Craig, W6DRZ, a former Globe Wireless executive installed a WebSDR system at KFS in February 2016, initially named LO WebSDR and renamed to KFS WebSDR in January 2017. The system is on its second set of computer and receiver hardware and enjoys support from the HF listening community. Currently, the KFS site is also in use by HF radio providers serving the aeronautical, emergency response, and military communities.
The February 2018 edition of Electric Radio magazine published an article entitled The KFS Story on page 2 with a nice cover picture of the building. It was authored by Gary, K6GLH, with help from Craig, W6DRZ, and adds more detail and pictures to the above brief account.
This WebSDR system is provided as a community service by Palomar Park Radio. Your contribution will help offset our operational costs.
Any and all support is appreciated. Thanks & 73, Craig, W6DRZ
- You can specify the startup frequency and mode in the URL when linking to the KFS WebSDR. Use the ?tune= parameter, for instance http://184.108.40.206:8901/?tune=7293am to listen to 7293 kHz in AM (40M AM window).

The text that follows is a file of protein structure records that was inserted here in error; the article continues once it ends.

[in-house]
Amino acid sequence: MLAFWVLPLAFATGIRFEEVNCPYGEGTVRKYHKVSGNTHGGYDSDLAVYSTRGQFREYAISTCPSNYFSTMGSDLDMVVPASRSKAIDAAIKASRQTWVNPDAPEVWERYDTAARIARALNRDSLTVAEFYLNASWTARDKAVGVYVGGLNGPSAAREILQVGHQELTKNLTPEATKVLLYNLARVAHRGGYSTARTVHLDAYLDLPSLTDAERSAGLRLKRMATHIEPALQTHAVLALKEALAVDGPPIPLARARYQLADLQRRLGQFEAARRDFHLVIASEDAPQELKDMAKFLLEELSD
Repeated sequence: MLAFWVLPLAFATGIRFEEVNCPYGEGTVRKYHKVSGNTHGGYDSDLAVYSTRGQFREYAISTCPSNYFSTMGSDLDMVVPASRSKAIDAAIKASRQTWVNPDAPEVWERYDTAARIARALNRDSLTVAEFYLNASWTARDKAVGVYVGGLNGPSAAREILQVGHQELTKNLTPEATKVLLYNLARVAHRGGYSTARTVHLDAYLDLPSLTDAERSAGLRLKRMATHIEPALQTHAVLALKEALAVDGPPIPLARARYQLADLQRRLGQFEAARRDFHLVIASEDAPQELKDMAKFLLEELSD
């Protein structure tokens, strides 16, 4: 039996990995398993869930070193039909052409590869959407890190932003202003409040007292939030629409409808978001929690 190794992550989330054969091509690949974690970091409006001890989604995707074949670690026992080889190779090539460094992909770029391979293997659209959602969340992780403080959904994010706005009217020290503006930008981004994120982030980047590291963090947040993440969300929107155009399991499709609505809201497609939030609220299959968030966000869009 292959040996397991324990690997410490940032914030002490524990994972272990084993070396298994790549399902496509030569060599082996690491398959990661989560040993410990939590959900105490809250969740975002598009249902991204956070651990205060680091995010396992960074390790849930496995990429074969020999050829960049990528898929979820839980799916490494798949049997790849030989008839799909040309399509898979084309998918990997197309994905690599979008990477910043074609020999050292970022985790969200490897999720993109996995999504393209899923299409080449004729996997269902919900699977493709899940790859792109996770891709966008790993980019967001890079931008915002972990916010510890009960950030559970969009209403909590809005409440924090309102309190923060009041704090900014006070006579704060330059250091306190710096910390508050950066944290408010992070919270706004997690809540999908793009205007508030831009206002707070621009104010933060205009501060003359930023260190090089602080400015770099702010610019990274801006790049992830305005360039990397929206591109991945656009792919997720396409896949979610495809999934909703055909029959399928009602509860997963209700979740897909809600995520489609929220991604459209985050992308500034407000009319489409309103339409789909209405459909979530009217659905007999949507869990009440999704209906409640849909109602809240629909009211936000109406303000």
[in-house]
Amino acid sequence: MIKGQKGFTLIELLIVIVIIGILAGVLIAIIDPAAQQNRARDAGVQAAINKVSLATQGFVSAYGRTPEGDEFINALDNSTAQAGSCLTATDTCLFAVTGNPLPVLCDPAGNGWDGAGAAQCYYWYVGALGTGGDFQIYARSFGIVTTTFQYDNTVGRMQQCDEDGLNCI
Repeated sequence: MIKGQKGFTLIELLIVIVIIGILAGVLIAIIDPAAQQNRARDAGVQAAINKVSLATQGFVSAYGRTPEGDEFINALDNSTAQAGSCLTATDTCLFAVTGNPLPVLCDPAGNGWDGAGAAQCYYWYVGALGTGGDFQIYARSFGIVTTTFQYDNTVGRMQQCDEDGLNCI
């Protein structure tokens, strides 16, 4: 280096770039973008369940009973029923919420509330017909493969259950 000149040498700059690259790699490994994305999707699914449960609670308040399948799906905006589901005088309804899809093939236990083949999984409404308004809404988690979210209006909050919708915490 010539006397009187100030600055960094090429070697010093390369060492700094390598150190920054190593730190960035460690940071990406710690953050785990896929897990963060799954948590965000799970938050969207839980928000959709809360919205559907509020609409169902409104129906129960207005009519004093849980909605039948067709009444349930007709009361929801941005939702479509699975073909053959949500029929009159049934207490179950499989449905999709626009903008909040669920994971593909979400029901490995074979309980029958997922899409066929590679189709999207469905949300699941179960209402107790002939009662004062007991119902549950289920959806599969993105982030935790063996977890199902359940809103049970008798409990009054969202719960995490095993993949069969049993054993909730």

- Please enter your call sign or name in the box near the top; do not add additional comments. The user display will be much more informative.
- The orange labels under the waterfall are changed twice a day, and are different on weekends, to keep them timely. Suggestions for additions and changes are welcome.
- In addition to the above, you can save your frequency, mode, and bandwidth settings with custom memory labels (green); set them up in the Memories: box.
- Click on any label to tune to that frequency and mode, or just click on the frequency scale under the waterfall. You can drag the waterfall to the left and right with your mouse; the mouse wheel zooms in and out.
- Note that the waterfall view also offers a spectrum (panadapter) display, select it in the View: dropdown, in the Waterfall view: box.
- Are the waterfall labels missing, or wrong? An easy fix is to click on the very right end of the active waterfall. Clicking on max out in the Waterfall view: box also resets the labels.